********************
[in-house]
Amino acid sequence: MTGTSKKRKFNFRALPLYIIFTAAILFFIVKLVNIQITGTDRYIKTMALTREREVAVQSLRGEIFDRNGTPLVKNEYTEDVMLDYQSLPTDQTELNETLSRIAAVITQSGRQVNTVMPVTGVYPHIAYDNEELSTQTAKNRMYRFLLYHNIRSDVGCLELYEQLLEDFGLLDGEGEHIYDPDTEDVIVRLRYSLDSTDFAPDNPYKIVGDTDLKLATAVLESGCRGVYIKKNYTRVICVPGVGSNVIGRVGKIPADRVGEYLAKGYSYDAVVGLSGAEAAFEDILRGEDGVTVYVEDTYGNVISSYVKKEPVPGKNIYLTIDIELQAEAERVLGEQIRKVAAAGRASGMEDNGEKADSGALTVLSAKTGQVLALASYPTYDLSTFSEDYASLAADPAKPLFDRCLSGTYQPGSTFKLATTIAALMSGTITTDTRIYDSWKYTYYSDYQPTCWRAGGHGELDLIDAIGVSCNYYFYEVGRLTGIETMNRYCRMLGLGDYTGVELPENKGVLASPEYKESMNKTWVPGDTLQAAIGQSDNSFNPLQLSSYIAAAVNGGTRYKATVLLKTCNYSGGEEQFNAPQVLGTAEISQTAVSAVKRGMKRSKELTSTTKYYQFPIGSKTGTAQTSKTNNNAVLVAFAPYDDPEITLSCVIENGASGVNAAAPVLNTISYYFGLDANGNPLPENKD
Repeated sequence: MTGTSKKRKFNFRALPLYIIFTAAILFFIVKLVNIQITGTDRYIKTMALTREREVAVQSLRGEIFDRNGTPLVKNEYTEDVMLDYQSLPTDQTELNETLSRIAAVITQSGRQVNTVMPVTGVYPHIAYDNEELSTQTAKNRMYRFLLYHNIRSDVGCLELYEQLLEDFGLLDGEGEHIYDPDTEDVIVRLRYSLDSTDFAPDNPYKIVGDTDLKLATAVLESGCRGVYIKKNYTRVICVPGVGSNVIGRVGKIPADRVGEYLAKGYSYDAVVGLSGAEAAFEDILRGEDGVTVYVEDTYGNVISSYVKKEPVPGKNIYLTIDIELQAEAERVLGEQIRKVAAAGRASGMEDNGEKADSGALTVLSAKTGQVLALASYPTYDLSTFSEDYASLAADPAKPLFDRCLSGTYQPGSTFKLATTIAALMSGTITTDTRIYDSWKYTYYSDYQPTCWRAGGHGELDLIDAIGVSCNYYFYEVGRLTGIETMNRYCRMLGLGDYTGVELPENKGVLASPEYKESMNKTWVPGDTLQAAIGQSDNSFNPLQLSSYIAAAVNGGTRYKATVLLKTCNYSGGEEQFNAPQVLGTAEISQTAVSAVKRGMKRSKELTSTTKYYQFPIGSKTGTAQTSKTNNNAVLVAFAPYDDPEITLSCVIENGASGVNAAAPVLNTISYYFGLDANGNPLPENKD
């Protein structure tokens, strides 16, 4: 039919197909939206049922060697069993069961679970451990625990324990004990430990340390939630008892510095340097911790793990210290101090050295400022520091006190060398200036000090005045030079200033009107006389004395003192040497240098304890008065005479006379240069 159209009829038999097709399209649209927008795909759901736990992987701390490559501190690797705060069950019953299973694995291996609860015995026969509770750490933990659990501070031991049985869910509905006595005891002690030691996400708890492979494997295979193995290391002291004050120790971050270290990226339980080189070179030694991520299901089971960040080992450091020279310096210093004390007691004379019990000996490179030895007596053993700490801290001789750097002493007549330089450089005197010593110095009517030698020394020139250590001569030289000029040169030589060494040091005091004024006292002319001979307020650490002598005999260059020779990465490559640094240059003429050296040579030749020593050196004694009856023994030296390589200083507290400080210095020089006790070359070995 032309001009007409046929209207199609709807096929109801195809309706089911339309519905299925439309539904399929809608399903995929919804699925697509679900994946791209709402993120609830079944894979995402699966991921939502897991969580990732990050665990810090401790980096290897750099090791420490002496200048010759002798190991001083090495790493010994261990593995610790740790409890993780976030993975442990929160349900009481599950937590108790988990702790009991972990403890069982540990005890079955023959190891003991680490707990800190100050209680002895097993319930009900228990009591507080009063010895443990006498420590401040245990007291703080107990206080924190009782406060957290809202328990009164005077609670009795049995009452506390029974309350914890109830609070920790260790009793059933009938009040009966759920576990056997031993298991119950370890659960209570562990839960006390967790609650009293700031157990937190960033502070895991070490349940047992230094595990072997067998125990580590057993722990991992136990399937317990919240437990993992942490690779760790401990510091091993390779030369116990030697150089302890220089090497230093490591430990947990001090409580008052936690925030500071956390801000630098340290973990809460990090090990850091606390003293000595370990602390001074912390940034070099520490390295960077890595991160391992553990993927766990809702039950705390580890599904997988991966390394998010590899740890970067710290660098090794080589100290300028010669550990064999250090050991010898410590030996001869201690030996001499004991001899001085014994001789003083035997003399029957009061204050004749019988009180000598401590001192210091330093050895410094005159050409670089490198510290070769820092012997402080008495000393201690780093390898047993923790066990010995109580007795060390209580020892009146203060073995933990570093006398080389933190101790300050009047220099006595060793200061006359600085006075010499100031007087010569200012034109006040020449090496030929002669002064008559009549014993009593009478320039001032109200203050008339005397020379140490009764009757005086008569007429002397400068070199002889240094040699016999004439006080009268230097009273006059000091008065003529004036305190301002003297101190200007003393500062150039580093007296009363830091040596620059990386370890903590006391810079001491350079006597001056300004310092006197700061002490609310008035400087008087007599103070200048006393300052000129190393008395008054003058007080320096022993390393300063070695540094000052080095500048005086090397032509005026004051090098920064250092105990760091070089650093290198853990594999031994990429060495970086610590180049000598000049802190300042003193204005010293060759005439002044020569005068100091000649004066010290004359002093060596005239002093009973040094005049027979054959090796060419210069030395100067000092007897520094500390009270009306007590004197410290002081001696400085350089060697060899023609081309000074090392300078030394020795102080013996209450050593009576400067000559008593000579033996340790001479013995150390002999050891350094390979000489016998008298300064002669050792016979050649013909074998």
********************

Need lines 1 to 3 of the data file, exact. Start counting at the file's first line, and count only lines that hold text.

[in-house]
Amino acid sequence: MTGTSKKRKFNFRALPLYIIFTAAILFFIVKLVNIQITGTDRYIKTMALTREREVAVQSLRGEIFDRNGTPLVKNEYTEDVMLDYQSLPTDQTELNETLSRIAAVITQSGRQVNTVMPVTGVYPHIAYDNEELSTQTAKNRMYRFLLYHNIRSDVGCLELYEQLLEDFGLLDGEGEHIYDPDTEDVIVRLRYSLDSTDFAPDNPYKIVGDTDLKLATAVLESGCRGVYIKKNYTRVICVPGVGSNVIGRVGKIPADRVGEYLAKGYSYDAVVGLSGAEAAFEDILRGEDGVTVYVEDTYGNVISSYVKKEPVPGKNIYLTIDIELQAEAERVLGEQIRKVAAAGRASGMEDNGEKADSGALTVLSAKTGQVLALASYPTYDLSTFSEDYASLAADPAKPLFDRCLSGTYQPGSTFKLATTIAALMSGTITTDTRIYDSWKYTYYSDYQPTCWRAGGHGELDLIDAIGVSCNYYFYEVGRLTGIETMNRYCRMLGLGDYTGVELPENKGVLASPEYKESMNKTWVPGDTLQAAIGQSDNSFNPLQLSSYIAAAVNGGTRYKATVLLKTCNYSGGEEQFNAPQVLGTAEISQTAVSAVKRGMKRSKELTSTTKYYQFPIGSKTGTAQTSKTNNNAVLVAFAPYDDPEITLSCVIENGASGVNAAAPVLNTISYYFGLDANGNPLPENKD
Repeated sequence: MTGTSKKRKFNFRALPLYIIFTAAILFFIVKLVNIQITGTDRYIKTMALTREREVAVQSLRGEIFDRNGTPLVKNEYTEDVMLDYQSLPTDQTELNETLSRIAAVITQSGRQVNTVMPVTGVYPHIAYDNEELSTQTAKNRMYRFLLYHNIRSDVGCLELYEQLLEDFGLLDGEGEHIYDPDTEDVIVRLRYSLDSTDFAPDNPYKIVGDTDLKLATAVLESGCRGVYIKKNYTRVICVPGVGSNVIGRVGKIPADRVGEYLAKGYSYDAVVGLSGAEAAFEDILRGEDGVTVYVEDTYGNVISSYVKKEPVPGKNIYLTIDIELQAEAERVLGEQIRKVAAAGRASGMEDNGEKADSGALTVLSAKTGQVLALASYPTYDLSTFSEDYASLAADPAKPLFDRCLSGTYQPGSTFKLATTIAALMSGTITTDTRIYDSWKYTYYSDYQPTCWRAGGHGELDLIDAIGVSCNYYFYEVGRLTGIETMNRYCRMLGLGDYTGVELPENKGVLASPEYKESMNKTWVPGDTLQAAIGQSDNSFNPLQLSSYIAAAVNGGTRYKATVLLKTCNYSGGEEQFNAPQVLGTAEISQTAVSAVKRGMKRSKELTSTTKYYQFPIGSKTGTAQTSKTNNNAVLVAFAPYDDPEITLSCVIENGASGVNAAAPVLNTISYYFGLDANGNPLPENKD